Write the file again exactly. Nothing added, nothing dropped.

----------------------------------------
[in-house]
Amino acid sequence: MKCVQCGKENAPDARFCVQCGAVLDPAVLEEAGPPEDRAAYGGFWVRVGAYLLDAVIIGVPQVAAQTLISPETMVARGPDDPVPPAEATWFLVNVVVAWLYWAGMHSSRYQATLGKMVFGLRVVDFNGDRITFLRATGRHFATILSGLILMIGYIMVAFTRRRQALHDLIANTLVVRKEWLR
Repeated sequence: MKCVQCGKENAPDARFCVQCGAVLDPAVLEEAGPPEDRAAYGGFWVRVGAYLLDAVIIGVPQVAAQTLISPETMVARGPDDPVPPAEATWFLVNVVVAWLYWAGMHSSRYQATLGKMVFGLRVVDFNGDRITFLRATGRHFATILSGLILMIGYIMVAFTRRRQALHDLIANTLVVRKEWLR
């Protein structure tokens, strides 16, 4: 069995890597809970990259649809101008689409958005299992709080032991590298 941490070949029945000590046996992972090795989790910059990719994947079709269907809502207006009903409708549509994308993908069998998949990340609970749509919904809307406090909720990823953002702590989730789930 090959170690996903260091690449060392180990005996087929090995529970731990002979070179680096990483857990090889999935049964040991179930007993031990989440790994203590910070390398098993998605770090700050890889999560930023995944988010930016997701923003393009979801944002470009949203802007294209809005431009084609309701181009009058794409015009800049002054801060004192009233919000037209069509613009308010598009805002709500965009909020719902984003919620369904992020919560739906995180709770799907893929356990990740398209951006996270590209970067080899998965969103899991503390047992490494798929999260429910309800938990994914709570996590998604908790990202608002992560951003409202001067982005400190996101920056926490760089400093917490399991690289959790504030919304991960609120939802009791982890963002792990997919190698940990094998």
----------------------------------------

[in-house]
Amino acid sequence: MKCVQCGKENAPDARFCVQCGAVLDPAVLEEAGPPEDRAAYGGFWVRVGAYLLDAVIIGVPQVAAQTLISPETMVARGPDDPVPPAEATWFLVNVVVAWLYWAGMHSSRYQATLGKMVFGLRVVDFNGDRITFLRATGRHFATILSGLILMIGYIMVAFTRRRQALHDLIANTLVVRKEWLR
Repeated sequence: MKCVQCGKENAPDARFCVQCGAVLDPAVLEEAGPPEDRAAYGGFWVRVGAYLLDAVIIGVPQVAAQTLISPETMVARGPDDPVPPAEATWFLVNVVVAWLYWAGMHSSRYQATLGKMVFGLRVVDFNGDRITFLRATGRHFATILSGLILMIGYIMVAFTRRRQALHDLIANTLVVRKEWLR
């Protein structure tokens, strides 16, 4: 069995890597809970990259649809101008689409958005299992709080032991590298 941490070949029945000590046996992972090795989790910059990719994947079709269907809502207006009903409708549509994308993908069998998949990340609970749509919904809307406090909720990823953002702590989730789930 090959170690996903260091690449060392180990005996087929090995529970731990002979070179680096990483857990090889999935049964040991179930007993031990989440790994203590910070390398098993998605770090700050890889999560930023995944988010930016997701923003393009979801944002470009949203802007294209809005431009084609309701181009009058794409015009800049002054801060004192009233919000037209069509613009308010598009805002709500965009909020719902984003919620369904992020919560739906995180709770799907893929356990990740398209951006996270590209970067080899998965969103899991503390047992490494798929999260429910309800938990994914709570996590998604908790990202608002992560951003409202001067982005400190996101920056926490760089400093917490399991690289959790504030919304991960609120939802009791982890963002792990997919190698940990094998």